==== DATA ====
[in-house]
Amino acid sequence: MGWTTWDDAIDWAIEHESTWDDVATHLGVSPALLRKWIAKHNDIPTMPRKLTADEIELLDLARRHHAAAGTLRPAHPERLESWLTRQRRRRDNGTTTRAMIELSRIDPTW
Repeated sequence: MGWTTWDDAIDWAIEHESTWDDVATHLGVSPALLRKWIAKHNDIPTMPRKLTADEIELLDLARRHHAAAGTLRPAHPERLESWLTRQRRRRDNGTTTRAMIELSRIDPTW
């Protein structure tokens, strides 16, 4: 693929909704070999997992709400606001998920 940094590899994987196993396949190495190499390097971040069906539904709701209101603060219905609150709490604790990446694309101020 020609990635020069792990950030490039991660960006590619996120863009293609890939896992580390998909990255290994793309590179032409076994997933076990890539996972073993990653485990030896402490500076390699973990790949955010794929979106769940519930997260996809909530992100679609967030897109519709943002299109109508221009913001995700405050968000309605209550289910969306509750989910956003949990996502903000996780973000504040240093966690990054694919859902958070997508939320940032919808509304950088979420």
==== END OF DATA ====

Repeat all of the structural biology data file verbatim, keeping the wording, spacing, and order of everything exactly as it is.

[in-house]
Amino acid sequence: MGWTTWDDAIDWAIEHESTWDDVATHLGVSPALLRKWIAKHNDIPTMPRKLTADEIELLDLARRHHAAAGTLRPAHPERLESWLTRQRRRRDNGTTTRAMIELSRIDPTW
Repeated sequence: MGWTTWDDAIDWAIEHESTWDDVATHLGVSPALLRKWIAKHNDIPTMPRKLTADEIELLDLARRHHAAAGTLRPAHPERLESWLTRQRRRRDNGTTTRAMIELSRIDPTW
């Protein structure tokens, strides 16, 4: 693929909704070999997992709400606001998920 940094590899994987196993396949190495190499390097971040069906539904709701209101603060219905609150709490604790990446694309101020 020609990635020069792990950030490039991660960006590619996120863009293609890939896992580390998909990255290994793309590179032409076994997933076990890539996972073993990653485990030896402490500076390699973990790949955010794929979106769940519930997260996809909530992100679609967030897109519709943002299109109508221009913001995700405050968000309605209550289910969306509750989910956003949990996502903000996780973000504040240093966690990054694919859902958070997508939320940032919808509304950088979420």